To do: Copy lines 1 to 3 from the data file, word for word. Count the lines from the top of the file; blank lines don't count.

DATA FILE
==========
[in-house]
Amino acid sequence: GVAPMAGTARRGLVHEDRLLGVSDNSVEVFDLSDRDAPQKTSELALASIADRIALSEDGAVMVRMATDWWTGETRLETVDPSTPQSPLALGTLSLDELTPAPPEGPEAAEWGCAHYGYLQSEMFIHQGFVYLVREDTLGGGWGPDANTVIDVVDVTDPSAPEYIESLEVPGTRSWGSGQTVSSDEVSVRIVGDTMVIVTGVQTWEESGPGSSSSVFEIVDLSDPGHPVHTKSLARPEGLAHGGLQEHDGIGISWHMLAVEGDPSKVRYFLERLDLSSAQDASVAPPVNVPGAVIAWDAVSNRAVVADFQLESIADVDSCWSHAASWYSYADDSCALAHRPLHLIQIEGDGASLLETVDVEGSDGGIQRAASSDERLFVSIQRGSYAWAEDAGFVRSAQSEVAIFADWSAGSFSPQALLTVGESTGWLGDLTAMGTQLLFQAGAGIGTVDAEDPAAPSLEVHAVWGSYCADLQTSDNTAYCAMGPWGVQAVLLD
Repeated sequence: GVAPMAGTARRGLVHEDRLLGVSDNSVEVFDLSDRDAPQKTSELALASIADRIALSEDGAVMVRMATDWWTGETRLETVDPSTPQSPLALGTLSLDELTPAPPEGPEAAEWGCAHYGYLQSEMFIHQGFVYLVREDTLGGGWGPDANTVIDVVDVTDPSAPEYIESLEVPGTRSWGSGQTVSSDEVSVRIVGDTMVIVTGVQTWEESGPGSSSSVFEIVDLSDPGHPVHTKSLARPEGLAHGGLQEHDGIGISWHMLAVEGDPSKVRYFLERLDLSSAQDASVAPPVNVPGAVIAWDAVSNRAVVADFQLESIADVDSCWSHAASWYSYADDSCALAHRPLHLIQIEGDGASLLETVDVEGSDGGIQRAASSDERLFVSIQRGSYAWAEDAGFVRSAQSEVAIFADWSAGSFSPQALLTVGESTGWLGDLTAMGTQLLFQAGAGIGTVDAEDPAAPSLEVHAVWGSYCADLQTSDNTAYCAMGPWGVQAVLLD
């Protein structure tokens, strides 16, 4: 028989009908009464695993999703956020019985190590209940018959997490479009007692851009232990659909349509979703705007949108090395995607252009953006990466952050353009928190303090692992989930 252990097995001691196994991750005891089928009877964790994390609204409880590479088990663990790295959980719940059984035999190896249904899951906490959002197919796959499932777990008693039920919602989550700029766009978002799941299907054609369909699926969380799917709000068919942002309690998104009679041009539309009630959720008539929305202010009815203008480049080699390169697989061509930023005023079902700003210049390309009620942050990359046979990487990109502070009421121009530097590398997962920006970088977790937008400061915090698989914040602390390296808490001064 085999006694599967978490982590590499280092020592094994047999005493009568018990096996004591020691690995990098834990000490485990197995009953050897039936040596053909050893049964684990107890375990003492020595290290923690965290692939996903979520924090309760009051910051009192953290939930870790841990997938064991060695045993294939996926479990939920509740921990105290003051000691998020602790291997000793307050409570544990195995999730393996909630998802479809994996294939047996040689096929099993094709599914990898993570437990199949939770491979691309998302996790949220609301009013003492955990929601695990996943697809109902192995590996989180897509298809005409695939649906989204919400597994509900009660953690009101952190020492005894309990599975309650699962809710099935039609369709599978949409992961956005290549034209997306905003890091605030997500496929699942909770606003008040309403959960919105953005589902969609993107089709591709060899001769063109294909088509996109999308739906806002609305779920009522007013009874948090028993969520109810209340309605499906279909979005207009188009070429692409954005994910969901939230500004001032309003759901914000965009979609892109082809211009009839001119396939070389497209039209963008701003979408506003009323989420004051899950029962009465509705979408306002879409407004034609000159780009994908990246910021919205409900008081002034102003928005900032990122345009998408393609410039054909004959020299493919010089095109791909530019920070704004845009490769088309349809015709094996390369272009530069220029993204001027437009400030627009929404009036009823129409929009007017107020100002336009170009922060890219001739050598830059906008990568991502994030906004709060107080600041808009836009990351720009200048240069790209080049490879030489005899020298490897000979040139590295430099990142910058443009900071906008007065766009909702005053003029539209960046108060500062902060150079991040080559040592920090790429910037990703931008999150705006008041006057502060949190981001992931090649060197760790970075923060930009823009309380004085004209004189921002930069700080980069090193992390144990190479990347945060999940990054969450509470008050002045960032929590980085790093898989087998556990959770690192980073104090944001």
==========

[in-house]
Amino acid sequence: GVAPMAGTARRGLVHEDRLLGVSDNSVEVFDLSDRDAPQKTSELALASIADRIALSEDGAVMVRMATDWWTGETRLETVDPSTPQSPLALGTLSLDELTPAPPEGPEAAEWGCAHYGYLQSEMFIHQGFVYLVREDTLGGGWGPDANTVIDVVDVTDPSAPEYIESLEVPGTRSWGSGQTVSSDEVSVRIVGDTMVIVTGVQTWEESGPGSSSSVFEIVDLSDPGHPVHTKSLARPEGLAHGGLQEHDGIGISWHMLAVEGDPSKVRYFLERLDLSSAQDASVAPPVNVPGAVIAWDAVSNRAVVADFQLESIADVDSCWSHAASWYSYADDSCALAHRPLHLIQIEGDGASLLETVDVEGSDGGIQRAASSDERLFVSIQRGSYAWAEDAGFVRSAQSEVAIFADWSAGSFSPQALLTVGESTGWLGDLTAMGTQLLFQAGAGIGTVDAEDPAAPSLEVHAVWGSYCADLQTSDNTAYCAMGPWGVQAVLLD
Repeated sequence: GVAPMAGTARRGLVHEDRLLGVSDNSVEVFDLSDRDAPQKTSELALASIADRIALSEDGAVMVRMATDWWTGETRLETVDPSTPQSPLALGTLSLDELTPAPPEGPEAAEWGCAHYGYLQSEMFIHQGFVYLVREDTLGGGWGPDANTVIDVVDVTDPSAPEYIESLEVPGTRSWGSGQTVSSDEVSVRIVGDTMVIVTGVQTWEESGPGSSSSVFEIVDLSDPGHPVHTKSLARPEGLAHGGLQEHDGIGISWHMLAVEGDPSKVRYFLERLDLSSAQDASVAPPVNVPGAVIAWDAVSNRAVVADFQLESIADVDSCWSHAASWYSYADDSCALAHRPLHLIQIEGDGASLLETVDVEGSDGGIQRAASSDERLFVSIQRGSYAWAEDAGFVRSAQSEVAIFADWSAGSFSPQALLTVGESTGWLGDLTAMGTQLLFQAGAGIGTVDAEDPAAPSLEVHAVWGSYCADLQTSDNTAYCAMGPWGVQAVLLD